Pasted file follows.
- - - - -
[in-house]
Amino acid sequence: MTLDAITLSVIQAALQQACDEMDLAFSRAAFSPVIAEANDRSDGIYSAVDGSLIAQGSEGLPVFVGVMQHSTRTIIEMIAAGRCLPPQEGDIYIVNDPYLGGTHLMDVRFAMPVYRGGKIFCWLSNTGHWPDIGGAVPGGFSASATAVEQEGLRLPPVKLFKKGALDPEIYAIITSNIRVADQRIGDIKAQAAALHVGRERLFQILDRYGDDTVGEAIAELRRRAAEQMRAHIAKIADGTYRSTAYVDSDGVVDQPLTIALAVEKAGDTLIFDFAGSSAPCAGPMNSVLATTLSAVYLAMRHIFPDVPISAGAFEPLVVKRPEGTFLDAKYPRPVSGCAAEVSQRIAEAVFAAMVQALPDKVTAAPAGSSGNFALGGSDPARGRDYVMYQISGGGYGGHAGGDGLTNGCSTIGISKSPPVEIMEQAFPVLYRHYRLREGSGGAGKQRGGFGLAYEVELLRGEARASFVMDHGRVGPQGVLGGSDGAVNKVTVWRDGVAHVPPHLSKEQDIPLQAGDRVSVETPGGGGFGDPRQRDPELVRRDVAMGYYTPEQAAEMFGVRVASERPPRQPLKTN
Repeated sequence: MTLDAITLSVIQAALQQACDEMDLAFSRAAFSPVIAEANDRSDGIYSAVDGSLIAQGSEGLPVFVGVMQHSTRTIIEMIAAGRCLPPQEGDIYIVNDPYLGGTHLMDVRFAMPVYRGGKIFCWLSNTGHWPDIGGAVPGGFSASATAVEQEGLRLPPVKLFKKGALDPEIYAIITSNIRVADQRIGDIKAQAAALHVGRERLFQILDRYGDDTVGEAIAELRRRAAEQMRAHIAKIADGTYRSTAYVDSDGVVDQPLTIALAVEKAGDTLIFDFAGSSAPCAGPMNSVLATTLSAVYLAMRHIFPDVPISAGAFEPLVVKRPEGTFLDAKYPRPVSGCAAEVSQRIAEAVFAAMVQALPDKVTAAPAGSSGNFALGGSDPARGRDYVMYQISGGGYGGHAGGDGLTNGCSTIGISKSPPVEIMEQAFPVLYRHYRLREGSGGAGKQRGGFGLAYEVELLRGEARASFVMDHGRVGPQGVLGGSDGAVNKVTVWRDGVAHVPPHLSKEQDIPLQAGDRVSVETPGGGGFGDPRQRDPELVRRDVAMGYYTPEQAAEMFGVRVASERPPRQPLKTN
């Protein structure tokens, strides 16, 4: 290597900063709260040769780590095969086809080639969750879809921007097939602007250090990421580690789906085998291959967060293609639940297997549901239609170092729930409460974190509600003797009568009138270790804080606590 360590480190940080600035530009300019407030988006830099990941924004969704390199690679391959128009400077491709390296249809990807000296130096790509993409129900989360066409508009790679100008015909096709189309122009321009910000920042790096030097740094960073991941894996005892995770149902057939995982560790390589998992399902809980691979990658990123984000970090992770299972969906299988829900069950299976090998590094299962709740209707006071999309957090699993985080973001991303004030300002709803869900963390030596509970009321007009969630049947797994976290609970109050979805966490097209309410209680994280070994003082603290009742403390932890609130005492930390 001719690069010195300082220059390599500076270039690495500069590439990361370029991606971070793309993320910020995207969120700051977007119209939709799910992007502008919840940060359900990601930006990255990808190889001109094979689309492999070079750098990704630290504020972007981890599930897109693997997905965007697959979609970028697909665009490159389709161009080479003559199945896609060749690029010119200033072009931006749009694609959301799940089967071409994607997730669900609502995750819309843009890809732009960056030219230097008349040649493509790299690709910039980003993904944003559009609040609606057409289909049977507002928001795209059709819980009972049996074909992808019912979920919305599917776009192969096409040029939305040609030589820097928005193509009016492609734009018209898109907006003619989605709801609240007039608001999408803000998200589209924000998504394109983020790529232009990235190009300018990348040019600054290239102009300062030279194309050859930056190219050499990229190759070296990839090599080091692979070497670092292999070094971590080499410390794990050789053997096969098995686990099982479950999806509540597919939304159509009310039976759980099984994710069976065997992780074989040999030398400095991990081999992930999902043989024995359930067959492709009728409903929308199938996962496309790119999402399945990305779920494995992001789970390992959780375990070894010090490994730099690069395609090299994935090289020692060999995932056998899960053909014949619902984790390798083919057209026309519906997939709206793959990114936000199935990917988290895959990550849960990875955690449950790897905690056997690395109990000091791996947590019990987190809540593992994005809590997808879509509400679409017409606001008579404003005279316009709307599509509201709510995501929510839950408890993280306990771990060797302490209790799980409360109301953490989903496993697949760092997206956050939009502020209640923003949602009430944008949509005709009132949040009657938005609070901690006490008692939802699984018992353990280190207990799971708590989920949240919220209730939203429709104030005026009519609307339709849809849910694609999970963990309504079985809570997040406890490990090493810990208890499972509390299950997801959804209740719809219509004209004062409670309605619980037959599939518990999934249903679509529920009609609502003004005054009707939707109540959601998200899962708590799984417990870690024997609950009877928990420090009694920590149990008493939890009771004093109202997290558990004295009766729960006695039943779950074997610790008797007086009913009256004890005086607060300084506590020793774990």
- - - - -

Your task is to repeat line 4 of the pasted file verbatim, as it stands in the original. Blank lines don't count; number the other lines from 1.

């Protein structure tokens, strides 16, 4: 290597900063709260040769780590095969086809080639969750879809921007097939602007250090990421580690789906085998291959967060293609639940297997549901239609170092729930409460974190509600003797009568009138270790804080606590 360590480190940080600035530009300019407030988006830099990941924004969704390199690679391959128009400077491709390296249809990807000296130096790509993409129900989360066409508009790679100008015909096709189309122009321009910000920042790096030097740094960073991941894996005892995770149902057939995982560790390589998992399902809980691979990658990123984000970090992770299972969906299988829900069950299976090998590094299962709740209707006071999309957090699993985080973001991303004030300002709803869900963390030596509970009321007009969630049947797994976290609970109050979805966490097209309410209680994280070994003082603290009742403390932890609130005492930390 001719690069010195300082220059390599500076270039690495500069590439990361370029991606971070793309993320910020995207969120700051977007119209939709799910992007502008919840940060359900990601930006990255990808190889001109094979689309492999070079750098990704630290504020972007981890599930897109693997997905965007697959979609970028697909665009490159389709161009080479003559199945896609060749690029010119200033072009931006749009694609959301799940089967071409994607997730669900609502995750819309843009890809732009960056030219230097008349040649493509790299690709910039980003993904944003559009609040609606057409289909049977507002928001795209059709819980009972049996074909992808019912979920919305599917776009192969096409040029939305040609030589820097928005193509009016492609734009018209898109907006003619989605709801609240007039608001999408803000998200589209924000998504394109983020790529232009990235190009300018990348040019600054290239102009300062030279194309050859930056190219050499990229190759070296990839090599080091692979070497670092292999070094971590080499410390794990050789053997096969098995686990099982479950999806509540597919939304159509009310039976759980099984994710069976065997992780074989040999030398400095991990081999992930999902043989024995359930067959492709009728409903929308199938996962496309790119999402399945990305779920494995992001789970390992959780375990070894010090490994730099690069395609090299994935090289020692060999995932056998899960053909014949619902984790390798083919057209026309519906997939709206793959990114936000199935990917988290895959990550849960990875955690449950790897905690056997690395109990000091791996947590019990987190809540593992994005809590997808879509509400679409017409606001008579404003005279316009709307599509509201709510995501929510839950408890993280306990771990060797302490209790799980409360109301953490989903496993697949760092997206956050939009502020209640923003949602009430944008949509005709009132949040009657938005609070901690006490008692939802699984018992353990280190207990799971708590989920949240919220209730939203429709104030005026009519609307339709849809849910694609999970963990309504079985809570997040406890490990090493810990208890499972509390299950997801959804209740719809219509004209004062409670309605619980037959599939518990999934249903679509529920009609609502003004005054009707939707109540959601998200899962708590799984417990870690024997609950009877928990420090009694920590149990008493939890009771004093109202997290558990004295009766729960006695039943779950074997610790008797007086009913009256004890005086607060300084506590020793774990």